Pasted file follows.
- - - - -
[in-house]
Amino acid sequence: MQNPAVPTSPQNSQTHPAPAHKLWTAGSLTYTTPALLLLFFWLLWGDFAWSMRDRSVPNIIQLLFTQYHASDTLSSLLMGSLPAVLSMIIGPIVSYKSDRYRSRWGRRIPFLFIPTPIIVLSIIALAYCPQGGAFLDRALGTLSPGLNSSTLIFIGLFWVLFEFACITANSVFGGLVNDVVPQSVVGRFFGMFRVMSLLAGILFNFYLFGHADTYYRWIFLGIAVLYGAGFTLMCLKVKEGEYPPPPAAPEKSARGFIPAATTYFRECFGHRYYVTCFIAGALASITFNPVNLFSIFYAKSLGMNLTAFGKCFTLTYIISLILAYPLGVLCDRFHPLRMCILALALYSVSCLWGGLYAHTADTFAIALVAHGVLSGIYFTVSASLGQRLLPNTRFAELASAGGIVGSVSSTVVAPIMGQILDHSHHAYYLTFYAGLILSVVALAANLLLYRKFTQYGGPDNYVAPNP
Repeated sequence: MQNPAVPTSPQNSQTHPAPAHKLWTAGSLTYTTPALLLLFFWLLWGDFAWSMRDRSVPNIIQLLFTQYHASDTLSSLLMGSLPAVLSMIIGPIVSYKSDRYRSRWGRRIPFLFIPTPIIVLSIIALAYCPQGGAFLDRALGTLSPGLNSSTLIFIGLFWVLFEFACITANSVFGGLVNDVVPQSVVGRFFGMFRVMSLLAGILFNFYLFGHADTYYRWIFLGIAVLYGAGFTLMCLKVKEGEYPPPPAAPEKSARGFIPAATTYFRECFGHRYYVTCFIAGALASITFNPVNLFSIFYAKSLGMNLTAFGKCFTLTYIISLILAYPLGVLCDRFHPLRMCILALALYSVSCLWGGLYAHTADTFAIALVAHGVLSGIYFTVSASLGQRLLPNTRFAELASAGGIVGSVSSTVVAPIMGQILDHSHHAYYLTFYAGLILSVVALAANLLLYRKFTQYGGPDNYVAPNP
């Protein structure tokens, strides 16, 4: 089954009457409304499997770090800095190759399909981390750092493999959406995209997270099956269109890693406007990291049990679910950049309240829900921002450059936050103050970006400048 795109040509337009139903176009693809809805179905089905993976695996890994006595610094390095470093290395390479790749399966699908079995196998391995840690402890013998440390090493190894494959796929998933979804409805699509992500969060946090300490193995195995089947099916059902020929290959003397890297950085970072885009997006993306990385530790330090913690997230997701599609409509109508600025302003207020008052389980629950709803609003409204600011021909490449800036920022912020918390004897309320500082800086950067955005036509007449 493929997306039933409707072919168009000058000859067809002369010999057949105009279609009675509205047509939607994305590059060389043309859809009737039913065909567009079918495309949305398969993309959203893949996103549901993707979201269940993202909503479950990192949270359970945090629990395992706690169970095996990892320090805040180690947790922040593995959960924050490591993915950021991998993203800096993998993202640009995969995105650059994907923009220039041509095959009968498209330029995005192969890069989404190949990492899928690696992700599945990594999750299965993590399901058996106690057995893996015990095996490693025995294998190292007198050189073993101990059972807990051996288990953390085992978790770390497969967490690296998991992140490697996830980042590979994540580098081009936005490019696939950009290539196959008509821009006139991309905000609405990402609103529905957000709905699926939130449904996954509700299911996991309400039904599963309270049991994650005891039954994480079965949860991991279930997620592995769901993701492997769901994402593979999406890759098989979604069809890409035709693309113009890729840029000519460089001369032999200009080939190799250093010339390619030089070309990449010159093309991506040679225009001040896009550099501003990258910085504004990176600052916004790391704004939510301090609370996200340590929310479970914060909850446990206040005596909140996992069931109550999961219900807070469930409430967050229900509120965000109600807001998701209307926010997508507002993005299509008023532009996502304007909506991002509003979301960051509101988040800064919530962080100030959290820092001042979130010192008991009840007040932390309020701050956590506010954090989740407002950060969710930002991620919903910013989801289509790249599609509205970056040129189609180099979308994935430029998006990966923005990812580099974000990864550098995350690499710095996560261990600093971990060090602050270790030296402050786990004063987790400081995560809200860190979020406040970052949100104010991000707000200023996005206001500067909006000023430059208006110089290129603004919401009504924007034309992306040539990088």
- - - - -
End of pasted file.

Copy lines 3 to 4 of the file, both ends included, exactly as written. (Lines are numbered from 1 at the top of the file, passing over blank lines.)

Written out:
Repeated sequence: MQNPAVPTSPQNSQTHPAPAHKLWTAGSLTYTTPALLLLFFWLLWGDFAWSMRDRSVPNIIQLLFTQYHASDTLSSLLMGSLPAVLSMIIGPIVSYKSDRYRSRWGRRIPFLFIPTPIIVLSIIALAYCPQGGAFLDRALGTLSPGLNSSTLIFIGLFWVLFEFACITANSVFGGLVNDVVPQSVVGRFFGMFRVMSLLAGILFNFYLFGHADTYYRWIFLGIAVLYGAGFTLMCLKVKEGEYPPPPAAPEKSARGFIPAATTYFRECFGHRYYVTCFIAGALASITFNPVNLFSIFYAKSLGMNLTAFGKCFTLTYIISLILAYPLGVLCDRFHPLRMCILALALYSVSCLWGGLYAHTADTFAIALVAHGVLSGIYFTVSASLGQRLLPNTRFAELASAGGIVGSVSSTVVAPIMGQILDHSHHAYYLTFYAGLILSVVALAANLLLYRKFTQYGGPDNYVAPNP
């Protein structure tokens, strides 16, 4: 089954009457409304499997770090800095190759399909981390750092493999959406995209997270099956269109890693406007990291049990679910950049309240829900921002450059936050103050970006400048 795109040509337009139903176009693809809805179905089905993976695996890994006595610094390095470093290395390479790749399966699908079995196998391995840690402890013998440390090493190894494959796929998933979804409805699509992500969060946090300490193995195995089947099916059902020929290959003397890297950085970072885009997006993306990385530790330090913690997230997701599609409509109508600025302003207020008052389980629950709803609003409204600011021909490449800036920022912020918390004897309320500082800086950067955005036509007449 493929997306039933409707072919168009000058000859067809002369010999057949105009279609009675509205047509939607994305590059060389043309859809009737039913065909567009079918495309949305398969993309959203893949996103549901993707979201269940993202909503479950990192949270359970945090629990395992706690169970095996990892320090805040180690947790922040593995959960924050490591993915950021991998993203800096993998993202640009995969995105650059994907923009220039041509095959009968498209330029995005192969890069989404190949990492899928690696992700599945990594999750299965993590399901058996106690057995893996015990095996490693025995294998190292007198050189073993101990059972807990051996288990953390085992978790770390497969967490690296998991992140490697996830980042590979994540580098081009936005490019696939950009290539196959008509821009006139991309905000609405990402609103529905957000709905699926939130449904996954509700299911996991309400039904599963309270049991994650005891039954994480079965949860991991279930997620592995769901993701492997769901994402593979999406890759098989979604069809890409035709693309113009890729840029000519460089001369032999200009080939190799250093010339390619030089070309990449010159093309991506040679225009001040896009550099501003990258910085504004990176600052916004790391704004939510301090609370996200340590929310479970914060909850446990206040005596909140996992069931109550999961219900807070469930409430967050229900509120965000109600807001998701209307926010997508507002993005299509008023532009996502304007909506991002509003979301960051509101988040800064919530962080100030959290820092001042979130010192008991009840007040932390309020701050956590506010954090989740407002950060969710930002991620919903910013989801289509790249599609509205970056040129189609180099979308994935430029998006990966923005990812580099974000990864550098995350690499710095996560261990600093971990060090602050270790030296402050786990004063987790400081995560809200860190979020406040970052949100104010991000707000200023996005206001500067909006000023430059208006110089290129603004919401009504924007034309992306040539990088």